The “Fringe” faithful certainly remember Peter Bishop. But after his apparent disappearance from the past, present and future, will anyone else?
That’s been the burning question on the minds of fans of Fox’s boundary-pushing sci-fi show event since Peter (Joshua Jackson) sacrificed his very existence to save the universe and the parallel reality he originally hailed from as they began to destroy each other. By the end of the Season Three finale, reality was rewritten and no one recalled that Peter had ever existed – not Olivia, not Walter, and not their alternate counterparts.
But “Fringe” fans needn’t fear – the plot twist was decidedly not a sneaky way to do away with an actor’s who contract was up or who’d gone prima donna – Jackson’s such a “Fringe” fan himself he’ll be penning an upcoming DC comic book tie-in – and the producers promise that there’s more of Peter Bishop’s story to tell, somehow, when the season resumes Sept. 23.
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“Peter is part of the DNA of the show,” insists producer J.H. Wyman, “and we’ve done some pretty crazy things in the past that people were always like, “Well, wait a minute – why are they doing that? What’s going on?” Hopefully in Season Four people will trust us enough to realize that we are doing things for a reason. To have ‘Fringe’ without Peter in some way, shape or form is really not ‘Fringe.’”
“Just because he doesn’t exist doesn’t mean that the three years that we’ve all invested in and watched does not exist, it didn’t happen,” adds Wyman. “It really did happen and it’ll unfold itself for you to understand in what context I’m speaking of.”
The series’ stars are intrigued by the possibilities of how the storyline will proceed with Peter’s presence, considering the substantial impact he’s had on their characters.
“I'm really interested to see where Olivia goes having never met Peter, having a look at what kind of influence he's had on her life and which direction she would have gone had he never existed,” says Anna Torv, who plays both Fringe Division Agent Olivia Dunham and her alternate universe persona “Fauxlivia” who had given birth to Peter’s son Henry. “My tendency would be to push it to somewhere that we haven't kind of taken her. And then the whole Fauxlivia [situation]: really, is she going to become this maternal thing? If Henry still does exist? I don't see her really as a mom.”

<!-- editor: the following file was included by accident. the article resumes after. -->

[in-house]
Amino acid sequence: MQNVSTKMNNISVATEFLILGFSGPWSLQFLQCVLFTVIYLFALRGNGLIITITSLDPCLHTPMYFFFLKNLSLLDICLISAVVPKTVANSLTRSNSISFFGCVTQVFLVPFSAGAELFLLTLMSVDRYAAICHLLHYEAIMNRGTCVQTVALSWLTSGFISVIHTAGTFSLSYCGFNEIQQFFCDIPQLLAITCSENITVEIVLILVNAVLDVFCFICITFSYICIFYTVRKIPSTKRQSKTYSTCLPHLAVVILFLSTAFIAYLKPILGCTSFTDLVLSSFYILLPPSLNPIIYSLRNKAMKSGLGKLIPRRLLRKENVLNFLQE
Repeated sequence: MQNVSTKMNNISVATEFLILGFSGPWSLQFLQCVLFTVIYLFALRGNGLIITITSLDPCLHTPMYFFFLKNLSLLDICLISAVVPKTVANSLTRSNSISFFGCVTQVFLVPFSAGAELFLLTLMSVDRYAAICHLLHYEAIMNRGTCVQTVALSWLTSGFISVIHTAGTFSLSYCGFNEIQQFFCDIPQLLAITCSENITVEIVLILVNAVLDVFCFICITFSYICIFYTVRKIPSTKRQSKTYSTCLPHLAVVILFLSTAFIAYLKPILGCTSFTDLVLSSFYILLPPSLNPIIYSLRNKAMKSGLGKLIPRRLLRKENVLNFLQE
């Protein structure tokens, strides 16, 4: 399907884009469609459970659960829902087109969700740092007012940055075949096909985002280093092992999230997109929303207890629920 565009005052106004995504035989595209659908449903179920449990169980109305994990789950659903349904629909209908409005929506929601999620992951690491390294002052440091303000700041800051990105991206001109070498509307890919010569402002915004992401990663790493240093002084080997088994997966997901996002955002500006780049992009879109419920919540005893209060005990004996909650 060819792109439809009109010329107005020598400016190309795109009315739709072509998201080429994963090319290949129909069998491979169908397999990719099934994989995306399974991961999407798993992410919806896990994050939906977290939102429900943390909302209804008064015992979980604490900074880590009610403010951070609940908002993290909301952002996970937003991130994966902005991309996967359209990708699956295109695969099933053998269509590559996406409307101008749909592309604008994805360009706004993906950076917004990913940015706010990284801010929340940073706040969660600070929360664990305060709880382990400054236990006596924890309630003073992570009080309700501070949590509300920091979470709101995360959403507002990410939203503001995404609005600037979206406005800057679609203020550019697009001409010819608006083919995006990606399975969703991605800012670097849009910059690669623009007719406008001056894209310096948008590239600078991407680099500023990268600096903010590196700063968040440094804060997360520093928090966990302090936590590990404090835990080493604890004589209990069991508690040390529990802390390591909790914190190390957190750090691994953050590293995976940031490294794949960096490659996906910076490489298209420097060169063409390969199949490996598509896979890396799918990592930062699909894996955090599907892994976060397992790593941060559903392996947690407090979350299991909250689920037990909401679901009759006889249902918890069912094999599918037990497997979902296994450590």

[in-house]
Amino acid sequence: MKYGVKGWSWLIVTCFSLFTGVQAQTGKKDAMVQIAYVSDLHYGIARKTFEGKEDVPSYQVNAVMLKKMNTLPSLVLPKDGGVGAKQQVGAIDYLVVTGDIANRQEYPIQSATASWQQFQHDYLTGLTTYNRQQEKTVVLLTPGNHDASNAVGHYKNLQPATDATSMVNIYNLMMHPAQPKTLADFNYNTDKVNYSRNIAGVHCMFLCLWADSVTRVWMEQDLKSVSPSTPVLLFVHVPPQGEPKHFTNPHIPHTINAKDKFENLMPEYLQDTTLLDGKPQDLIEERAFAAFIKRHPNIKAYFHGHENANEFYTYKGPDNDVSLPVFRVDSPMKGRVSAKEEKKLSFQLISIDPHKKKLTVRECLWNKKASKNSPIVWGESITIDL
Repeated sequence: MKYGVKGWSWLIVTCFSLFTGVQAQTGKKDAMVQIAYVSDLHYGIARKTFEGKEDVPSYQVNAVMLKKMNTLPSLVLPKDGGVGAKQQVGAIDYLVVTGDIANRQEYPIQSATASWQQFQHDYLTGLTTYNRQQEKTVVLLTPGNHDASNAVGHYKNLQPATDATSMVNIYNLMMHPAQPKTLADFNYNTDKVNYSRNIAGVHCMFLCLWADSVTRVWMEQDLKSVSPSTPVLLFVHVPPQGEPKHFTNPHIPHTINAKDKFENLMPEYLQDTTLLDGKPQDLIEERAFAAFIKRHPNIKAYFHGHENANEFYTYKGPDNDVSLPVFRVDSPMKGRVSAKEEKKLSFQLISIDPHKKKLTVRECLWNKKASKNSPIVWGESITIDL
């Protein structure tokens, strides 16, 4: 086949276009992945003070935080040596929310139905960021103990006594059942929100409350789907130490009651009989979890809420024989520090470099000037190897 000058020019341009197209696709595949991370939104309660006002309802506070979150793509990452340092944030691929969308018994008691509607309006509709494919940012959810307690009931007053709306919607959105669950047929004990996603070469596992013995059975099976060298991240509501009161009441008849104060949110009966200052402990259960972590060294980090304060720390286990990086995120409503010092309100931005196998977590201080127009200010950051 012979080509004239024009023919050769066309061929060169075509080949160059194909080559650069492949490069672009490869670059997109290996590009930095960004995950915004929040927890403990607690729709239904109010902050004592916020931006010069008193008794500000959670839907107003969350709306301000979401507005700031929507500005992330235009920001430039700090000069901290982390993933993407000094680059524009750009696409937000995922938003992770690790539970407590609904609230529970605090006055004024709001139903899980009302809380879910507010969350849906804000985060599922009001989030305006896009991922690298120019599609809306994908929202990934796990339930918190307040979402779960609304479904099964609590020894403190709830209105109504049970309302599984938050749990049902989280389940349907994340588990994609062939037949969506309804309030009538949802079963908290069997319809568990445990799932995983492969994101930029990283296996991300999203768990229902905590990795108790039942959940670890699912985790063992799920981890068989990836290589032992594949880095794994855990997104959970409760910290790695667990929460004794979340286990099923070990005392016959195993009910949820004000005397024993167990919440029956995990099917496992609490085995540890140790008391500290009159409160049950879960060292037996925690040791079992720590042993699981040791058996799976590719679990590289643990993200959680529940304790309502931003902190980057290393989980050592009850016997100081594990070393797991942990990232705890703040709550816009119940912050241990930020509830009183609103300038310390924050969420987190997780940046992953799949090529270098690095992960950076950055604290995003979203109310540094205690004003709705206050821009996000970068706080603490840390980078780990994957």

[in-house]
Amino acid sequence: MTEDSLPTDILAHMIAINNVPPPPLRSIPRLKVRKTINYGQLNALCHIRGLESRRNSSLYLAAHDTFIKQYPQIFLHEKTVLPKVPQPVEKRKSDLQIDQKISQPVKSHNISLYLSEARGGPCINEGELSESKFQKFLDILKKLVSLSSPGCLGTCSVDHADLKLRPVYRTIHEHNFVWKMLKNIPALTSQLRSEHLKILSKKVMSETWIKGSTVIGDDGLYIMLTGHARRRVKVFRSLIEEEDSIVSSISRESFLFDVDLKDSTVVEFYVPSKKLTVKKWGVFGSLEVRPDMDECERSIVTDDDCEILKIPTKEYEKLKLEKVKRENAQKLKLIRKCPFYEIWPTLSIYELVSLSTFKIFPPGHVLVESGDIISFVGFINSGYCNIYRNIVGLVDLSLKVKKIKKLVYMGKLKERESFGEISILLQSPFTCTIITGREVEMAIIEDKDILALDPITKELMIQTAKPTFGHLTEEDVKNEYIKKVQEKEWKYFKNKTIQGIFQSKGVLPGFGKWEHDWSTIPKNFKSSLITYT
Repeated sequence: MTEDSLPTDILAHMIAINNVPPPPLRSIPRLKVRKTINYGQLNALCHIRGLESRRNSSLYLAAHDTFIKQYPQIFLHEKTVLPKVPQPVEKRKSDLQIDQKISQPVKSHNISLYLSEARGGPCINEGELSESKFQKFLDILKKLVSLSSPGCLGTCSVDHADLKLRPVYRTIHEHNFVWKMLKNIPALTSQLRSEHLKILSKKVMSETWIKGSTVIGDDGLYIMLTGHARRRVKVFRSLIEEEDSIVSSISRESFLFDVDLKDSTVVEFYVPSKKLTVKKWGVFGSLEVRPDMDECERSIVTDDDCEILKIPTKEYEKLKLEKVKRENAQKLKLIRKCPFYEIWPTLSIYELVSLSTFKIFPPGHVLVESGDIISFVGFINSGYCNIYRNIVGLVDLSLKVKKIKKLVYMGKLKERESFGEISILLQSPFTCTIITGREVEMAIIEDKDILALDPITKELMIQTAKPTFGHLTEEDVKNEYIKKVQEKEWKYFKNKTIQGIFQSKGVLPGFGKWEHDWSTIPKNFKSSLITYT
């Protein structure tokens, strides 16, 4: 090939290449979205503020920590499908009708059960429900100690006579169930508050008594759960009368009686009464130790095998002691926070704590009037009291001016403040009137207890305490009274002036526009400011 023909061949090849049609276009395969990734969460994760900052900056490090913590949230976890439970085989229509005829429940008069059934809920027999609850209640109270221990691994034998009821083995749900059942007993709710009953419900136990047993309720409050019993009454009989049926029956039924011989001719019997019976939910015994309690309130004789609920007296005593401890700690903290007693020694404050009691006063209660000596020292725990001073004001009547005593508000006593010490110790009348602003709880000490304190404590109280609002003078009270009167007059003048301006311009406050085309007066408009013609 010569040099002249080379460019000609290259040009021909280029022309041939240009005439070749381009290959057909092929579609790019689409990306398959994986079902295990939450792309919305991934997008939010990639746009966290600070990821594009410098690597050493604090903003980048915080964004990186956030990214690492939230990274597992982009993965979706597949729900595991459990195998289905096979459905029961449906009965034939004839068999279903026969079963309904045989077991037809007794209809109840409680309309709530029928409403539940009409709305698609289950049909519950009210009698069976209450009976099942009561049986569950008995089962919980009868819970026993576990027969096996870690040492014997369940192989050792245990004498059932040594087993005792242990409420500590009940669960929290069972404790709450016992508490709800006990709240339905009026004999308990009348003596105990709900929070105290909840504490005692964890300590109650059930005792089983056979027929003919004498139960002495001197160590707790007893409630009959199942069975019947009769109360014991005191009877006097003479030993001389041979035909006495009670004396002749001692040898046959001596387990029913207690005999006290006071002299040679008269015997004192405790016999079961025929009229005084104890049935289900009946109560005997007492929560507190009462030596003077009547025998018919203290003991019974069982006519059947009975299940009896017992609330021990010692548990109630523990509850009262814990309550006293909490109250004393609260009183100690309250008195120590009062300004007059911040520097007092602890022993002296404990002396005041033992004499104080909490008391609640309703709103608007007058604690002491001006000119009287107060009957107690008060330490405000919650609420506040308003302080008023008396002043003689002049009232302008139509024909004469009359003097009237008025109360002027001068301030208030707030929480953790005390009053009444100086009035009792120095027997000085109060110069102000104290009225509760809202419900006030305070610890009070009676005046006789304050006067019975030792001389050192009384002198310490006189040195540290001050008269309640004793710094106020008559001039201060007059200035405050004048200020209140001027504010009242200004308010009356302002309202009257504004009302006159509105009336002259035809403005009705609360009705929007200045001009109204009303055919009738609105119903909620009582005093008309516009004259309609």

“It's interesting to think that Peter vanishing, at least temporarily, into another dimension, and what that will do to Walter,” muses star John Noble, who plays Walter Bishop, Peter’s brilliant, eccentric and past-haunted scientist father. “Because Peter is what made Walter sane, ultimately. Or saner, when he came out of the hospital. Now if there wasn't Peter, would he become insane or would he go somewhere else?”
All those possibilities are ripe to be explored, according to Wyman and his follow producer Jeff Pinkner, as the series (created by “Lost” producer J.J. Abrams and “Star Trek” screenwriters Roberto Orci and Alex Kurtzman) continues its ambitious, reality-bending storytelling.
Among the other elements the show’s die-hard fan base can expect:
--The return of characters from previous seasons: “There will be returning faces,” says Pinker. “We hate to spoil things, but there will be characters that you’ll be delighted to see again hopefully and some that you’ll be surprised to see again.” And possibly in unexpected contexts, the producers add.
--More answers regarding those long-lived, bald-domed Observers who seem to turn up at critical moments. “The Observers are a large questions,” says Wyman, “and we feel it’s our duty to give some answers and back up everything that you’ve seen in the past with some concrete facts that you can start to form your opinion.”
--Agent Lincoln Lee (Seth Gabel) will fill the void left in Fringe Division by the vanished Peter, and provide a crucial story function. “He brings us a certain thematic element that we really need in order to tell the big picture this year,” says Pinkner. “One of the major themes that we’re really interested in getting into this year is sort of like the impact that we have on each others’ lives – what does it mean if life is valued by the connections that we make and we are defined by who we know and who defines us and how we define other people? So having Lincoln come in and have to go into a very strange world and figure out things about existence and that everything that he thought was true is no longer valid, nd how he’s going to start to put back together the psyche that has been fractured by this knowledge that he really shouldn’t have, it’ll really help us in how he connects with people.”